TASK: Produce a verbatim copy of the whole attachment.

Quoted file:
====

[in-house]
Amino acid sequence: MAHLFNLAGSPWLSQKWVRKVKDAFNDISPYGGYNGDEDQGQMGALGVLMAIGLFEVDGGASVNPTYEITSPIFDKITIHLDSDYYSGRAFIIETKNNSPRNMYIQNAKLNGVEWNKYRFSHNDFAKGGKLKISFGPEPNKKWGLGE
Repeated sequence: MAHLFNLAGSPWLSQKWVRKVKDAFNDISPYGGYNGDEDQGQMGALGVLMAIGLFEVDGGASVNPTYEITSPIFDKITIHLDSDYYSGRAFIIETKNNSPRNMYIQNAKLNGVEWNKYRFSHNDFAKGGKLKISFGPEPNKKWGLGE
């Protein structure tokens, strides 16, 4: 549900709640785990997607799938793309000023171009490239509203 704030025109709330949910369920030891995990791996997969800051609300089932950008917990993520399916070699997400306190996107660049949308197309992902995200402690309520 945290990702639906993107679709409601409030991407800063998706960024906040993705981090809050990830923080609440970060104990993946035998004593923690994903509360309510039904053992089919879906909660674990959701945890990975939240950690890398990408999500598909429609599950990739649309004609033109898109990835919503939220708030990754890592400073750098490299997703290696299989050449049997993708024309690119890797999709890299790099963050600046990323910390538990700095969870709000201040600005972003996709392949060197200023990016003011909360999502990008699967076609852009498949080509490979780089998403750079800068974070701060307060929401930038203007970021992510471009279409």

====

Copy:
[in-house]
Amino acid sequence: MAHLFNLAGSPWLSQKWVRKVKDAFNDISPYGGYNGDEDQGQMGALGVLMAIGLFEVDGGASVNPTYEITSPIFDKITIHLDSDYYSGRAFIIETKNNSPRNMYIQNAKLNGVEWNKYRFSHNDFAKGGKLKISFGPEPNKKWGLGE
Repeated sequence: MAHLFNLAGSPWLSQKWVRKVKDAFNDISPYGGYNGDEDQGQMGALGVLMAIGLFEVDGGASVNPTYEITSPIFDKITIHLDSDYYSGRAFIIETKNNSPRNMYIQNAKLNGVEWNKYRFSHNDFAKGGKLKISFGPEPNKKWGLGE
């Protein structure tokens, strides 16, 4: 549900709640785990997607799938793309000023171009490239509203 704030025109709330949910369920030891995990791996997969800051609300089932950008917990993520399916070699997400306190996107660049949308197309992902995200402690309520 945290990702639906993107679709409601409030991407800063998706960024906040993705981090809050990830923080609440970060104990993946035998004593923690994903509360309510039904053992089919879906909660674990959701945890990975939240950690890398990408999500598909429609599950990739649309004609033109898109990835919503939220708030990754890592400073750098490299997703290696299989050449049997993708024309690119890797999709890299790099963050600046990323910390538990700095969870709000201040600005972003996709392949060197200023990016003011909360999502990008699967076609852009498949080509490979780089998403750079800068974070701060307060929401930038203007970021992510471009279409």